Of course, because we have no knowledge of the other realities, the choice we make — the reality we happen to experience — seems like our own.

    What is reality if not an illusion, a trick? How else could it possibly be done?

  2. From a purely logical point of view, once you view the universe as “one big thing”, either as a system of infinite relationships or as a singular hologram of consciousness, free will is moot. In the words of psychotherapist Eugene Gendlin, the father of the focusing, says, everything effects everything. Consciousness does not imply free will, specially since we know that neural reactivity is always a few milliseconds behind reality. Schopenhauer said that even though we have the apparent freedom to do what we want, we do not have the freedom to control what we want, in other words, we do not control our antecedent internal state.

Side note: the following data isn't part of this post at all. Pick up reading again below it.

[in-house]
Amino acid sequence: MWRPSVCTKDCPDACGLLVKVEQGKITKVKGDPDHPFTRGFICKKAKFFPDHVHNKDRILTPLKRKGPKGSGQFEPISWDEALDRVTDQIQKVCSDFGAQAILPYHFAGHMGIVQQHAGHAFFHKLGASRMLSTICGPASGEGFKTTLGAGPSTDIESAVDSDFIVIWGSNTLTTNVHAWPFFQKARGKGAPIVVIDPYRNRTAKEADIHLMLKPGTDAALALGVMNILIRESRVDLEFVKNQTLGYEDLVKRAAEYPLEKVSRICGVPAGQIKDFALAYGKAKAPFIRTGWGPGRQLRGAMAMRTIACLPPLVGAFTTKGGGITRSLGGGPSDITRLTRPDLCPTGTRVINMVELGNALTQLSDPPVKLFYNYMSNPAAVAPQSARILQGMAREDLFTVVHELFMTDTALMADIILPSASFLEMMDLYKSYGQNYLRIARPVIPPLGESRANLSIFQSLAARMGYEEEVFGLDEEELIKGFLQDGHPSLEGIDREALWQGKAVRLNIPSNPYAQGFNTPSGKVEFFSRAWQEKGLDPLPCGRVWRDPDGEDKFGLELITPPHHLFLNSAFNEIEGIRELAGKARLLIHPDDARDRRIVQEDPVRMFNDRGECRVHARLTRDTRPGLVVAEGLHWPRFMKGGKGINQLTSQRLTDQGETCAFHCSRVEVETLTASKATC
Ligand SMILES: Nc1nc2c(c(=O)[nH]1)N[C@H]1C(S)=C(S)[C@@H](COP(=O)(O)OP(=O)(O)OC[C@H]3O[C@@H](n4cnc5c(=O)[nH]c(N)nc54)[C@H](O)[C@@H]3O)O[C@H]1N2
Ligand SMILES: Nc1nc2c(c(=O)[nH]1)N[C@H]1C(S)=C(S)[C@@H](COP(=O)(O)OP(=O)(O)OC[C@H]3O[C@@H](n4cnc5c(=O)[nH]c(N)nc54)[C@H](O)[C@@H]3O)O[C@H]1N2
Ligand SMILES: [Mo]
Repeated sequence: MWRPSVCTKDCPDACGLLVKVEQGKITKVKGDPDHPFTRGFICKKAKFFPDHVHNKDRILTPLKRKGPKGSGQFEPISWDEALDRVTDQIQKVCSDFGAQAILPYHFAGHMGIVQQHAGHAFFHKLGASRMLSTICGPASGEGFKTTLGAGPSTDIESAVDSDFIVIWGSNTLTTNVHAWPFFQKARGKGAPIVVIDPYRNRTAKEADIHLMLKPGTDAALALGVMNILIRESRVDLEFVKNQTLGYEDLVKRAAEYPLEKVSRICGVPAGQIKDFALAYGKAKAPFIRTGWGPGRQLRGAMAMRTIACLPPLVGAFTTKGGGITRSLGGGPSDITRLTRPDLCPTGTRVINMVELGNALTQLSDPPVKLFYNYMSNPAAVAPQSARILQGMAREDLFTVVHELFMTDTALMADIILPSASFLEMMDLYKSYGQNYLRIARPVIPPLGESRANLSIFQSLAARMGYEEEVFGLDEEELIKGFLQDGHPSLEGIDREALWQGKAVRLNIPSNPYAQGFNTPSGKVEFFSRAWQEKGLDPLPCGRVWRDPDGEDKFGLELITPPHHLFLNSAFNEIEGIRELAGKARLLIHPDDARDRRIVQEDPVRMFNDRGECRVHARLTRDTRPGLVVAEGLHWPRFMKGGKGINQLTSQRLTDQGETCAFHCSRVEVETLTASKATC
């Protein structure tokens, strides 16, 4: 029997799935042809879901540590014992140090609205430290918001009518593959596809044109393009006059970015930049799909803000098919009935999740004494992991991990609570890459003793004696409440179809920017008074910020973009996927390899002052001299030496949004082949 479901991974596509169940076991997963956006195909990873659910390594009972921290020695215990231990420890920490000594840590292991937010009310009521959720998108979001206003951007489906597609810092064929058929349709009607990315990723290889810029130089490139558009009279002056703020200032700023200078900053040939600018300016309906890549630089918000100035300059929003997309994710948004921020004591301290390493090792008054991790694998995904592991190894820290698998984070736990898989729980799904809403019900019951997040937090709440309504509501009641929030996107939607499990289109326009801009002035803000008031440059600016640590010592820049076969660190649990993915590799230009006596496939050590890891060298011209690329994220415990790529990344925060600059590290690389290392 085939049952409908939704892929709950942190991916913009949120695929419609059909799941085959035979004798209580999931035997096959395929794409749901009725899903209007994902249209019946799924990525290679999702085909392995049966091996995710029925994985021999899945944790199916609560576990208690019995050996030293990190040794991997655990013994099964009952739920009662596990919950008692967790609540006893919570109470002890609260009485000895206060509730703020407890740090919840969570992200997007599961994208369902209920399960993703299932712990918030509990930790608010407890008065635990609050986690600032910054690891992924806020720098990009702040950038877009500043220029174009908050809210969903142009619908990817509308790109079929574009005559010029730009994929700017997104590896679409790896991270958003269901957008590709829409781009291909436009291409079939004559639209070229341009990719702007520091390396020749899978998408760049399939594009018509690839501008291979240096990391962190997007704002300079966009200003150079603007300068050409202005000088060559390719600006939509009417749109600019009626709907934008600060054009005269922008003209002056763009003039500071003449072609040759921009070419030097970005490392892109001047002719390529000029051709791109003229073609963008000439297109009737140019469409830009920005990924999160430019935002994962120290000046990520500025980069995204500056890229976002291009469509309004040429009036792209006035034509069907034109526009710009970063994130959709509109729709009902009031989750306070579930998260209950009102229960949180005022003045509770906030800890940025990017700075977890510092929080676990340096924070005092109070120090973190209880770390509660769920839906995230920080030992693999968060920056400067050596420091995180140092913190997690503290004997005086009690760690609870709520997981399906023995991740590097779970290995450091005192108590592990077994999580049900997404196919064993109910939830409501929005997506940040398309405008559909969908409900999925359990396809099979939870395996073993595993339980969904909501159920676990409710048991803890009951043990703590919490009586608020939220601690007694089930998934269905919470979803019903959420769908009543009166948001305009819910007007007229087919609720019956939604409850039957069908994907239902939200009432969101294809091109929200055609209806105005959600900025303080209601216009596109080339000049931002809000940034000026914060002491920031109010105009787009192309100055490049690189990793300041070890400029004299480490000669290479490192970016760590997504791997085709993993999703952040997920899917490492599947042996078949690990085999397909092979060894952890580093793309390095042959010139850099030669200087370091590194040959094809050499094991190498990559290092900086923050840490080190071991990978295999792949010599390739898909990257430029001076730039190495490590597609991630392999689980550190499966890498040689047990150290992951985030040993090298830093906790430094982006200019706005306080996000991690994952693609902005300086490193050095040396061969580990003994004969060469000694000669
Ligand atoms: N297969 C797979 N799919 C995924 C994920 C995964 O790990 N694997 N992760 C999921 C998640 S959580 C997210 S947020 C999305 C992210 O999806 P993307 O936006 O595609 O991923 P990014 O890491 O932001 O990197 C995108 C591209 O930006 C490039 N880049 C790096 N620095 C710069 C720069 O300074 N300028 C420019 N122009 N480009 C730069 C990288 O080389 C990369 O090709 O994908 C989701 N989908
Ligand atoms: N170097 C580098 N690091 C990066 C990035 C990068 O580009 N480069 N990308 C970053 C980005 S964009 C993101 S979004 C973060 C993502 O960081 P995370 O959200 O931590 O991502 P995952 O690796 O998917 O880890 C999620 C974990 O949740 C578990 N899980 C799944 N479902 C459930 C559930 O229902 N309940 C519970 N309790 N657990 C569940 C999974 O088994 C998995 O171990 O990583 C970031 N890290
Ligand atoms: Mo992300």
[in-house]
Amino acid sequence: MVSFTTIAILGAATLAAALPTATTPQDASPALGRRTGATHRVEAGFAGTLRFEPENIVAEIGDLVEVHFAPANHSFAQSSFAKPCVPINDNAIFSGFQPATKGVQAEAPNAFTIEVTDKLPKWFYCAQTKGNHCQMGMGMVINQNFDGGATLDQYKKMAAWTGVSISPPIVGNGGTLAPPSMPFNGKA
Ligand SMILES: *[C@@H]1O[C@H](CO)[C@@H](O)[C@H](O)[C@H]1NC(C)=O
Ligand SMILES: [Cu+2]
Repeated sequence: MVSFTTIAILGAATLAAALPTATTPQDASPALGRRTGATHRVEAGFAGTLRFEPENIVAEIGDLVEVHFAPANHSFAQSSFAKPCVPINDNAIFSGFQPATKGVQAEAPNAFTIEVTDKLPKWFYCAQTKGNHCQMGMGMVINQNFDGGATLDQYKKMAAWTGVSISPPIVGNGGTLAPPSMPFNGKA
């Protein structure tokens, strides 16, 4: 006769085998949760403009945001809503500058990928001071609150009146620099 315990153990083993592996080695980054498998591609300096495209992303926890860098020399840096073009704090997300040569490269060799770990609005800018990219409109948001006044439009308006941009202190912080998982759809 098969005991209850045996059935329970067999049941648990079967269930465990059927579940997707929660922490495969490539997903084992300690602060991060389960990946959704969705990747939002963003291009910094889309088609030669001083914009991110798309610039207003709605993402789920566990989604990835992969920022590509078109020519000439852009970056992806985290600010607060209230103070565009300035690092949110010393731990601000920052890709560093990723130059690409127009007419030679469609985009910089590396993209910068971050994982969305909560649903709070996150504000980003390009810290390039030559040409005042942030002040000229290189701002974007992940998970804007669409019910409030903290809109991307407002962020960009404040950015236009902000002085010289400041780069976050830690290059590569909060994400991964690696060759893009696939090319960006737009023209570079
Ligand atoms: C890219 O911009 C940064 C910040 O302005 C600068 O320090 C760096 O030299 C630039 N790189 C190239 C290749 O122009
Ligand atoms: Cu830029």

3. Thanks guys for your commentary. I’m still assimilating ~ so still a bit jumbled. If the luster of a perception is what makes something ‘real’ then is the earth really flat? Is the decision-making process that I experience – perceive – going on within me real ~ even though science has proven that a choice has been arrived at previous to its emergence into surface consciousness. And if this is so, don’t I need to align with this ‘truth’ and won’t that change how I see (perceive) things? I mean, don’t beliefs color one’s perceptions?

    It seems like my only ‘real’ choice is to muddle along and seek that level where this question is moot.